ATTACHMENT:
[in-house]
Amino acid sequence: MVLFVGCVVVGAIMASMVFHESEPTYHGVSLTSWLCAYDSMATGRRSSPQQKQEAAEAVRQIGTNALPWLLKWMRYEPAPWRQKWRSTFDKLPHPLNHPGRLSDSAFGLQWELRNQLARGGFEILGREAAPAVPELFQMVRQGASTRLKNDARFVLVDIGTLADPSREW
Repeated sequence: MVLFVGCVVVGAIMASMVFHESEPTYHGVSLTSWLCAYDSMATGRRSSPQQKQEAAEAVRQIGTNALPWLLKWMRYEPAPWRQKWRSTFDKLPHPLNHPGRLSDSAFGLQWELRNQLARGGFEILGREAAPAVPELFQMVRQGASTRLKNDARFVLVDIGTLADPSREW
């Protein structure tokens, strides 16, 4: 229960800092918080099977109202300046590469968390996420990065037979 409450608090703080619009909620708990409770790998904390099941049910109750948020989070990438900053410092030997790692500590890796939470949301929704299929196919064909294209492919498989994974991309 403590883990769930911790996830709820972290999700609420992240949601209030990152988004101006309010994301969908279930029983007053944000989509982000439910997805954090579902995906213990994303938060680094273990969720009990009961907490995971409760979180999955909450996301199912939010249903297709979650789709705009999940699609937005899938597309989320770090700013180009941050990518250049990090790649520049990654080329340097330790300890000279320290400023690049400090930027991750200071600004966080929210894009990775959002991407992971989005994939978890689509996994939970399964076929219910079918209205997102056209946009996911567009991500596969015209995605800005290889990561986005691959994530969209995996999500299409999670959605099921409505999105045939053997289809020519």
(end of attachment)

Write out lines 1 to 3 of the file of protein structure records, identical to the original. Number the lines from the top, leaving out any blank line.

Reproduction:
[in-house]
Amino acid sequence: MVLFVGCVVVGAIMASMVFHESEPTYHGVSLTSWLCAYDSMATGRRSSPQQKQEAAEAVRQIGTNALPWLLKWMRYEPAPWRQKWRSTFDKLPHPLNHPGRLSDSAFGLQWELRNQLARGGFEILGREAAPAVPELFQMVRQGASTRLKNDARFVLVDIGTLADPSREW
Repeated sequence: MVLFVGCVVVGAIMASMVFHESEPTYHGVSLTSWLCAYDSMATGRRSSPQQKQEAAEAVRQIGTNALPWLLKWMRYEPAPWRQKWRSTFDKLPHPLNHPGRLSDSAFGLQWELRNQLARGGFEILGREAAPAVPELFQMVRQGASTRLKNDARFVLVDIGTLADPSREW